Date of Award

11-16-2020

Document Type

Thesis and Dissertation

Degree Name

Master of Science (MS)

Department

Department of Criminal Justice Sciences

First Advisor

Philip Mulvey

Abstract

Criminal justice involvement stemming from substance use is a common issue with whichmilitary veterans struggle. Research on substance use has indicated that a multitude of negative life-course outcomes can result for individuals who abuse substances. While prior research has studied the relationships between substance use and military veterans, there is little empirical analysis that focuses on the narrative accounts of veterans and their experiences with substance use. The goal of the current thesis is to expand on this topic by exploring how criminally involved veterans experience substance use and the perceived impact substance use has on the life-course according to their own narrative accounts. This thesis analyzed the interview content of a sample of 90 criminally involved veterans, utilizing qualitative secondary data analysis to explore the narrative accounts of substance use, before, during, and after military service. Overall, by applying an inductive approach, results from this sample of criminally involved veterans revealed three key findings: (1) Substance use throughout the life-course was prevalent within this sample. Almost the entire sample of veterans reported a significant relationship with substances at some point throughout the life-course. veterans further discussed how their substance use typically increased during and/or after their military service. (2) Criminally involved veterans in the current sample considered how their substance use was closely associated with their criminal involvement, indicating they were involved in the criminal justice system for various reasons stemming from their relationships with substance use. (3) Substance use was described by veterans interviewed as a behavior that led to negative emotional and socio-behavioral outcomes, with several veterans even indicating that substance use altered their life-course trajectories. Narrative accounts of substance use revealed that criminally involved veterans thought their substance use impacted important life-course areas like general health and well-being over time, employment, romantic relationships, homelessness, and even suicidal ideation/behavior. Given these findings, policy recommendations are considered on how to best assist criminally involved veterans with substance use issues.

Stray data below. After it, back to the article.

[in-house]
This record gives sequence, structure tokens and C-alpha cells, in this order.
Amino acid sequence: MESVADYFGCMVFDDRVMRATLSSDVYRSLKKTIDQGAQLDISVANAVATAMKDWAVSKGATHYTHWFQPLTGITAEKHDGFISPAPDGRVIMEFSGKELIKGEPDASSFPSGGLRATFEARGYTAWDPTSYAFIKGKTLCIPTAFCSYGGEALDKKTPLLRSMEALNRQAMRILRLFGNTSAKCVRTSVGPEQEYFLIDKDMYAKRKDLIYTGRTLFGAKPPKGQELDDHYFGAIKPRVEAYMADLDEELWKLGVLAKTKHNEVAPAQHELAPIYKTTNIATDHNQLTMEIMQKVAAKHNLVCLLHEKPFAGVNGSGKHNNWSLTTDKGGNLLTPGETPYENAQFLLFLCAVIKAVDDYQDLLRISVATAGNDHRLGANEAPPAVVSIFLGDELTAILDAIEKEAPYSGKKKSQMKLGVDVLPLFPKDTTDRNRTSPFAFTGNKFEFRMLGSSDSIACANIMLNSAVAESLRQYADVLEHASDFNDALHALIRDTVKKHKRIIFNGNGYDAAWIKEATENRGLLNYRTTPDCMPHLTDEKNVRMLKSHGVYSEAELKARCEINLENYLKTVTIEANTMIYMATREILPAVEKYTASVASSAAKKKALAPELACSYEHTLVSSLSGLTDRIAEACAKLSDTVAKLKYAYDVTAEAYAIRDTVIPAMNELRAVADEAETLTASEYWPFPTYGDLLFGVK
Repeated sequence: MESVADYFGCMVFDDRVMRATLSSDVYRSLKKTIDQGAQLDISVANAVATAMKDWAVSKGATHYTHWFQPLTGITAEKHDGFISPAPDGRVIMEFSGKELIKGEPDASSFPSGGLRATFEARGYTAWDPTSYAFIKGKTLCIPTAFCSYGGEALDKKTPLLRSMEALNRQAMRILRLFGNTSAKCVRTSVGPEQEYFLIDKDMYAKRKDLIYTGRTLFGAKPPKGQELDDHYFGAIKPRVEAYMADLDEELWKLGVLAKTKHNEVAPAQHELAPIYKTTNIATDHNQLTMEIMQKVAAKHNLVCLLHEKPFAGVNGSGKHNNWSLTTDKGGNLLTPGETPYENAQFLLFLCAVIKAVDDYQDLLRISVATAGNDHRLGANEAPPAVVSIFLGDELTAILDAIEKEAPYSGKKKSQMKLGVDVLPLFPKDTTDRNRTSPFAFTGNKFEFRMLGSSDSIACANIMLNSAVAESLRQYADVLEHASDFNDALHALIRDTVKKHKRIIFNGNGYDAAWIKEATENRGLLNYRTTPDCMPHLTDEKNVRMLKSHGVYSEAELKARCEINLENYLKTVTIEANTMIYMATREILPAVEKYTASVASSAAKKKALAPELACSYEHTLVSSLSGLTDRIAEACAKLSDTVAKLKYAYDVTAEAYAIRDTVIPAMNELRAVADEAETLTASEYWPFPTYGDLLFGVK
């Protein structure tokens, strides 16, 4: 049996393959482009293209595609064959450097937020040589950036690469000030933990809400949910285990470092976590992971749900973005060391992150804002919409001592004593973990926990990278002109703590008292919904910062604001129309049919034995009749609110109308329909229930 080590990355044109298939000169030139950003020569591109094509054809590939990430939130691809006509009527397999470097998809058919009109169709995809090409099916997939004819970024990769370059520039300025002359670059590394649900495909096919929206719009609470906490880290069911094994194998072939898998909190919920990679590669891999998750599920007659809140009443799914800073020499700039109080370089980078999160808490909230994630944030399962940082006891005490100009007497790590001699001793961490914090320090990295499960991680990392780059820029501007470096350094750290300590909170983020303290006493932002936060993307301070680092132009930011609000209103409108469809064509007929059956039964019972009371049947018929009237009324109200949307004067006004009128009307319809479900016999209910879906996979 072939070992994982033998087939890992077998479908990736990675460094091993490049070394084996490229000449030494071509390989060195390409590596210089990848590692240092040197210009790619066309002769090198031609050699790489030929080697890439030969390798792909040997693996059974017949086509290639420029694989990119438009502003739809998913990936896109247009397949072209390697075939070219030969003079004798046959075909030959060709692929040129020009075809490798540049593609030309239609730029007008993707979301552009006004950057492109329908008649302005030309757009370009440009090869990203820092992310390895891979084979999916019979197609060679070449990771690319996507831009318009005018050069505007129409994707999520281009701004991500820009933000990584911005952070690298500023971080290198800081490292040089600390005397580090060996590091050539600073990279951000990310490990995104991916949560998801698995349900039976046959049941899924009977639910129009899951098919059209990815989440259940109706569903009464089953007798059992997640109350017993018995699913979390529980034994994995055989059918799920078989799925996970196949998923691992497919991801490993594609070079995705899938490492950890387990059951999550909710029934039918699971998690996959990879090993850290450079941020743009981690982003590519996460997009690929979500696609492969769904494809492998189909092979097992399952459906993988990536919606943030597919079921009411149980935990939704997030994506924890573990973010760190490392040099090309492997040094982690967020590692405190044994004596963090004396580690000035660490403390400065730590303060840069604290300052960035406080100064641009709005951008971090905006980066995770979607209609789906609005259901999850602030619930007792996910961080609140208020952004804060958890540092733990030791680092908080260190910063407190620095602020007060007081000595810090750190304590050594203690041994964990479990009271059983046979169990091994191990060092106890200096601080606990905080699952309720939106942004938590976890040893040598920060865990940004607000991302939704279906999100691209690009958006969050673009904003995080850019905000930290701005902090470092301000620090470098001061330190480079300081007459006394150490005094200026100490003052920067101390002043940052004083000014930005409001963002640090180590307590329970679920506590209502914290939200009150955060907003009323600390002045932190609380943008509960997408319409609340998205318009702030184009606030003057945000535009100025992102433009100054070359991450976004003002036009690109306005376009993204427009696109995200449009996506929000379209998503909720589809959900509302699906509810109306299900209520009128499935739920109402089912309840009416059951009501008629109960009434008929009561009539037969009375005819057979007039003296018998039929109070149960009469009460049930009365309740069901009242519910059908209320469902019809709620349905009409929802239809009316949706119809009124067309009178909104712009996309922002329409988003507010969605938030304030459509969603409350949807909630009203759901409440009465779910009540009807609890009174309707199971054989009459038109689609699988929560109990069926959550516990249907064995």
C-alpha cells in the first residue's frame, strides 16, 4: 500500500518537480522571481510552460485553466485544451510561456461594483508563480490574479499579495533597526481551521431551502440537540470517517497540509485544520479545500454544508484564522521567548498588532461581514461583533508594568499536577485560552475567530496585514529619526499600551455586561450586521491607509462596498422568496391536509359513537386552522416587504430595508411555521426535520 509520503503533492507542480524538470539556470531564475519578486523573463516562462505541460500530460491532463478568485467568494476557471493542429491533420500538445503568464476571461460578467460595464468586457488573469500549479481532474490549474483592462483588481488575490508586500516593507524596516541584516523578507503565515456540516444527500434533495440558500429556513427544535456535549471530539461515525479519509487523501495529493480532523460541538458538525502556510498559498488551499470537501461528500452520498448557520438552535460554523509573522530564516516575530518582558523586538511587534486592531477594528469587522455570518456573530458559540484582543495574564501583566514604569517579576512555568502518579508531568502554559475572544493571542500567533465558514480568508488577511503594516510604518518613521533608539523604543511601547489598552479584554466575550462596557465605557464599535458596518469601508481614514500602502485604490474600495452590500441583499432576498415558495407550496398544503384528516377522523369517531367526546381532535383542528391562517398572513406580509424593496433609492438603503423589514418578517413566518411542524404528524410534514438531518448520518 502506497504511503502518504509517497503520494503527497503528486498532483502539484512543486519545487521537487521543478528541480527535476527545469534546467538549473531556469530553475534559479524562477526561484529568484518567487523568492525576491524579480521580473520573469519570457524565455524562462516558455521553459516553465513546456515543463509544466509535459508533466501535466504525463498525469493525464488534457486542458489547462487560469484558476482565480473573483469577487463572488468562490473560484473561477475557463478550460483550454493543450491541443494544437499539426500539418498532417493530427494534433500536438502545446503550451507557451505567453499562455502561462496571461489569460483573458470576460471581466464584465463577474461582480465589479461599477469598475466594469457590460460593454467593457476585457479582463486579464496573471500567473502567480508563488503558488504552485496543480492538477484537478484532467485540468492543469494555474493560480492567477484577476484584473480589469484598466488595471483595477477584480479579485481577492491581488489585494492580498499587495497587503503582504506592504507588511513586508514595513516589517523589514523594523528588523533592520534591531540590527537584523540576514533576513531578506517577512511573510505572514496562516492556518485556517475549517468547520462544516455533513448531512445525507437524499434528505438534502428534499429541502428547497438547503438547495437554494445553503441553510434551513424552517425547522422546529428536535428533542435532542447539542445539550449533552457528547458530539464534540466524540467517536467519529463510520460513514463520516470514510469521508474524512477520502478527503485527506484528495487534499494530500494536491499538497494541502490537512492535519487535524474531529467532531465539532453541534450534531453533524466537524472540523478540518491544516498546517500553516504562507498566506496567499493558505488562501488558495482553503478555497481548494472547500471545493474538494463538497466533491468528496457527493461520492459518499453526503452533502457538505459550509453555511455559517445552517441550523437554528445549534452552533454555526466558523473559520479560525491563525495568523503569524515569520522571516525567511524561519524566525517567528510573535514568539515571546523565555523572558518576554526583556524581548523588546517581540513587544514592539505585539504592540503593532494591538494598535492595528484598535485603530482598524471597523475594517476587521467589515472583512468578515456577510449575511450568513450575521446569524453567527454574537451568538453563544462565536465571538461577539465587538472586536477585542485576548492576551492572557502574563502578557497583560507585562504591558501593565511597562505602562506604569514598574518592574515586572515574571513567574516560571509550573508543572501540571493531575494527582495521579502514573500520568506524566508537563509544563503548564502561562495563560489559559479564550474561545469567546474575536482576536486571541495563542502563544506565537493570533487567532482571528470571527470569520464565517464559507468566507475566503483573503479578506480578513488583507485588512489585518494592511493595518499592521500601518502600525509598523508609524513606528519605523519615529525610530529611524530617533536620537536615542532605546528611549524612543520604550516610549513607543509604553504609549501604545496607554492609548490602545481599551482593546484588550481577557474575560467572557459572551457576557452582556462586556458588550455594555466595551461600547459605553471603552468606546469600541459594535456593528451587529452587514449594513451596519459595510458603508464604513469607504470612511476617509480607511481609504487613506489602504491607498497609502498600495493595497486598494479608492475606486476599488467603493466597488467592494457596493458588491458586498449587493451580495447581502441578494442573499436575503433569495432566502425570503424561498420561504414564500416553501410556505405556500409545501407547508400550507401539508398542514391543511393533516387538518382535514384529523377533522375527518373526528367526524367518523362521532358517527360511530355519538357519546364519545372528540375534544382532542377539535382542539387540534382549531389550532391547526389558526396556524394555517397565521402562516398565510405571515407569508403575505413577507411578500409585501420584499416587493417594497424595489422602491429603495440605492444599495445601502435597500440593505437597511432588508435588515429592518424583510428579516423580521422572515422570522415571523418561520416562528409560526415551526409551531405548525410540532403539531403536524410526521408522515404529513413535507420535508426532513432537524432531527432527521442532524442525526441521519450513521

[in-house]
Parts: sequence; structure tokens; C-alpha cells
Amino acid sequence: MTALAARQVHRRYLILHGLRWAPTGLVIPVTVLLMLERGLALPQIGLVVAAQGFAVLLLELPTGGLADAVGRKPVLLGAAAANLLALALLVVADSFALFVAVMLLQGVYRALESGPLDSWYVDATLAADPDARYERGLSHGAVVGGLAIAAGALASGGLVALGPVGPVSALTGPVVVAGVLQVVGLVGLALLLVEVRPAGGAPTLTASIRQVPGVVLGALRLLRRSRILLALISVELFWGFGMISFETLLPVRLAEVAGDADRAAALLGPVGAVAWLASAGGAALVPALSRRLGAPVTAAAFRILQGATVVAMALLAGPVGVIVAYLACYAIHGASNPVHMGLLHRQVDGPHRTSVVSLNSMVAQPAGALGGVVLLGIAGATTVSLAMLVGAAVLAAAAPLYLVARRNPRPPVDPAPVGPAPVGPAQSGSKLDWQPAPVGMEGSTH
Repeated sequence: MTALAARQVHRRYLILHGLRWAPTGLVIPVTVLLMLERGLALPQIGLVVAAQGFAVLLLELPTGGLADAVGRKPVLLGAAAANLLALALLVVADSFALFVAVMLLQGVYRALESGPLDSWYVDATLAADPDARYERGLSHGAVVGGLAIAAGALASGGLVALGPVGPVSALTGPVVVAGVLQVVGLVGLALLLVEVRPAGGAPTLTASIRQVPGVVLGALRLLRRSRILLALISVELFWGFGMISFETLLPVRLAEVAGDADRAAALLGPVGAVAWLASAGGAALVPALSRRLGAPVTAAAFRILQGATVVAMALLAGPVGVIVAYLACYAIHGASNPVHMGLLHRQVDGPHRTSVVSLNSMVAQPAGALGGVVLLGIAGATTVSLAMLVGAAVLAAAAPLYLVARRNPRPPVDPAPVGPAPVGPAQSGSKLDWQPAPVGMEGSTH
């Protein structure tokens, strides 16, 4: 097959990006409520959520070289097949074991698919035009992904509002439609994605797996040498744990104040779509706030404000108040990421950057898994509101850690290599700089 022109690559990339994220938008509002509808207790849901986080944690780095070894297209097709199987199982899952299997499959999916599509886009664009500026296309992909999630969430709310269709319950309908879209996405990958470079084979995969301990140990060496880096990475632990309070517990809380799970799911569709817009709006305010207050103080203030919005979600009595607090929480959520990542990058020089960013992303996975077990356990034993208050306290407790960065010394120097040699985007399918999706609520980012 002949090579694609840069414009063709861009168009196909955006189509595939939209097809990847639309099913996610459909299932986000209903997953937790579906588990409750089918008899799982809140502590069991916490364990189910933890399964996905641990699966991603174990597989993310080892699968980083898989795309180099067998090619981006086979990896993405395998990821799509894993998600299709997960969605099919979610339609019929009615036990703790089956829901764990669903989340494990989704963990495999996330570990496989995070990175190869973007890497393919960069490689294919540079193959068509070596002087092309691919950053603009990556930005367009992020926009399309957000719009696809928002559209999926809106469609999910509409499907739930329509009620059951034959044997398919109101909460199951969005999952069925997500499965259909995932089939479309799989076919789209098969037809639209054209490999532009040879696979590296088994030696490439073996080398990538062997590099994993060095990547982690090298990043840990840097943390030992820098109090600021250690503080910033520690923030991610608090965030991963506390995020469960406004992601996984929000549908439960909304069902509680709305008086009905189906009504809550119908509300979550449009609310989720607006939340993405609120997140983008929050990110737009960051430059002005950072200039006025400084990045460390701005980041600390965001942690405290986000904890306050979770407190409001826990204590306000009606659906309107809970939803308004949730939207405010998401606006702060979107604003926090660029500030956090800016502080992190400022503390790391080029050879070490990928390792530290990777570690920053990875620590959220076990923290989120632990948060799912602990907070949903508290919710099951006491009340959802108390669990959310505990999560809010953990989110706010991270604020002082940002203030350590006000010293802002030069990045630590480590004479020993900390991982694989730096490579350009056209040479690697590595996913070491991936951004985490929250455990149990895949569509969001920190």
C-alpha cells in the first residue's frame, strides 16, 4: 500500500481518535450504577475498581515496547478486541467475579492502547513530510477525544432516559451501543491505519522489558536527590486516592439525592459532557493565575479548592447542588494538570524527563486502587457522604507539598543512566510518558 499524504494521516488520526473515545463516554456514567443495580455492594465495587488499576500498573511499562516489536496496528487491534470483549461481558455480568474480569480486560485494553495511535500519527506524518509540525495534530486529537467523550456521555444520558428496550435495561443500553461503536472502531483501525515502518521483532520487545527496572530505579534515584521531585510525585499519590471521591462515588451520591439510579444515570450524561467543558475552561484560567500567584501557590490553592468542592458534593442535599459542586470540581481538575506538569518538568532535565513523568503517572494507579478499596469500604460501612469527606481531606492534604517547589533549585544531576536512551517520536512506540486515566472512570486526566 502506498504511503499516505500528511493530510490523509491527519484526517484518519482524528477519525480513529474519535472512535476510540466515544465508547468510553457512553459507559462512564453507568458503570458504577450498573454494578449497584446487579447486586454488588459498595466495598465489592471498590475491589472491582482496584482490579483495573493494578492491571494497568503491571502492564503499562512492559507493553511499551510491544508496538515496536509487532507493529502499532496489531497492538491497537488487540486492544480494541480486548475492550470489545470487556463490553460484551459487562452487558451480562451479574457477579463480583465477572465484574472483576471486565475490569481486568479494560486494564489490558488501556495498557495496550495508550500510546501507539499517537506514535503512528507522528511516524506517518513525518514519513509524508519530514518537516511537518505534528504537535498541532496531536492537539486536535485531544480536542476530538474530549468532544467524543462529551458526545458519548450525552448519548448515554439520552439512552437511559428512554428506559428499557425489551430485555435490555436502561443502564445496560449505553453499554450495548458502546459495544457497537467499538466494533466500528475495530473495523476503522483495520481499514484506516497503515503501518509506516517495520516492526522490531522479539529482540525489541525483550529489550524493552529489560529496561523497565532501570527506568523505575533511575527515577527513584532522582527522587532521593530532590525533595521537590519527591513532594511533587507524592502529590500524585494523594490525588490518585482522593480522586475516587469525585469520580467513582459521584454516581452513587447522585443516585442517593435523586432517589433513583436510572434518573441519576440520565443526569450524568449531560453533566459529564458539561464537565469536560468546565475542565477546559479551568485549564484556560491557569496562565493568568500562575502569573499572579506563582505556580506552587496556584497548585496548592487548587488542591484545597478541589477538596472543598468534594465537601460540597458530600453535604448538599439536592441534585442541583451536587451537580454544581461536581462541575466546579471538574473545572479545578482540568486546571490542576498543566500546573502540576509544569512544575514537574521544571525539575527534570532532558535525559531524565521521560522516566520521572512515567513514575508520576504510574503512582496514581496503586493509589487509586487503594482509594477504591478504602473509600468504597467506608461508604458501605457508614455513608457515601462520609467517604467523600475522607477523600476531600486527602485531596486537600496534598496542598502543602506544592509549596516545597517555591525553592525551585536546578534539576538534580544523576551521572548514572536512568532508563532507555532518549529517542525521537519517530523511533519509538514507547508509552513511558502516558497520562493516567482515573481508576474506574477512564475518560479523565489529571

Comments

Imported from Marcheschi_ilstu_0092N_11839.pdf

DOI

https://doi.org/10.30707/ETD2020.20210309065832406205.88

Page Count

116

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